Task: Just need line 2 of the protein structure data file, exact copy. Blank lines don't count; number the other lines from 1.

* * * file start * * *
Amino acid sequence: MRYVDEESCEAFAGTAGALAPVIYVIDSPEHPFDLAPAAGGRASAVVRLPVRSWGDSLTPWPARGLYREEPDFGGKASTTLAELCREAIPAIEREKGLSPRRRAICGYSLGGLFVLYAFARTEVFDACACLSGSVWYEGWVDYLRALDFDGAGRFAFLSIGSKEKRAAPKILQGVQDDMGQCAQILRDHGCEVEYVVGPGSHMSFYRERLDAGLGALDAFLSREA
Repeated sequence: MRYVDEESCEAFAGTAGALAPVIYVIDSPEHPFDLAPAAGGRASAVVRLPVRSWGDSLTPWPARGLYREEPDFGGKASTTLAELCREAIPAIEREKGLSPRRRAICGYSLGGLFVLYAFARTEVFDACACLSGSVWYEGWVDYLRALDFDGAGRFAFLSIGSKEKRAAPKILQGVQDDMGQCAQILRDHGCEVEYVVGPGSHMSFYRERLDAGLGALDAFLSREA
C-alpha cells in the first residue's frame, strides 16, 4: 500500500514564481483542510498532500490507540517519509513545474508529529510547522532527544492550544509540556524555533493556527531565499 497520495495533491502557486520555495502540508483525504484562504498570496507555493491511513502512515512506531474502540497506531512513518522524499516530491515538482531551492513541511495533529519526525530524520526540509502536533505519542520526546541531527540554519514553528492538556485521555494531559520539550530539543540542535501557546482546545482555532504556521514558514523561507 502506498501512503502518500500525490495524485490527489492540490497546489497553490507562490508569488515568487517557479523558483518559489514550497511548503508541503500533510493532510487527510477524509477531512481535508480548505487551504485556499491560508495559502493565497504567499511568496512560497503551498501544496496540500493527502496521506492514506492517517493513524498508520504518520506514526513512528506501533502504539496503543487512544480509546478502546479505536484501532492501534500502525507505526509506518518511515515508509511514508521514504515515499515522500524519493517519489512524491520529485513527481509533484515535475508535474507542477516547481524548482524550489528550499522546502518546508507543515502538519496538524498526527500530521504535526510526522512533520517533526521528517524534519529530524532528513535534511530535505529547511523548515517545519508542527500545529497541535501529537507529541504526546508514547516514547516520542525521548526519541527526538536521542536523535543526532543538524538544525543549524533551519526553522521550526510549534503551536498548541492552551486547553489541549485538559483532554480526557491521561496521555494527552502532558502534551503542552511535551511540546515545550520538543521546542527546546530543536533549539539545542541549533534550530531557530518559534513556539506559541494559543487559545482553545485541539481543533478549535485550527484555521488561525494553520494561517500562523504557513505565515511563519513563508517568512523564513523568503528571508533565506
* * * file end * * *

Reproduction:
Repeated sequence: MRYVDEESCEAFAGTAGALAPVIYVIDSPEHPFDLAPAAGGRASAVVRLPVRSWGDSLTPWPARGLYREEPDFGGKASTTLAELCREAIPAIEREKGLSPRRRAICGYSLGGLFVLYAFARTEVFDACACLSGSVWYEGWVDYLRALDFDGAGRFAFLSIGSKEKRAAPKILQGVQDDMGQCAQILRDHGCEVEYVVGPGSHMSFYRERLDAGLGALDAFLSREA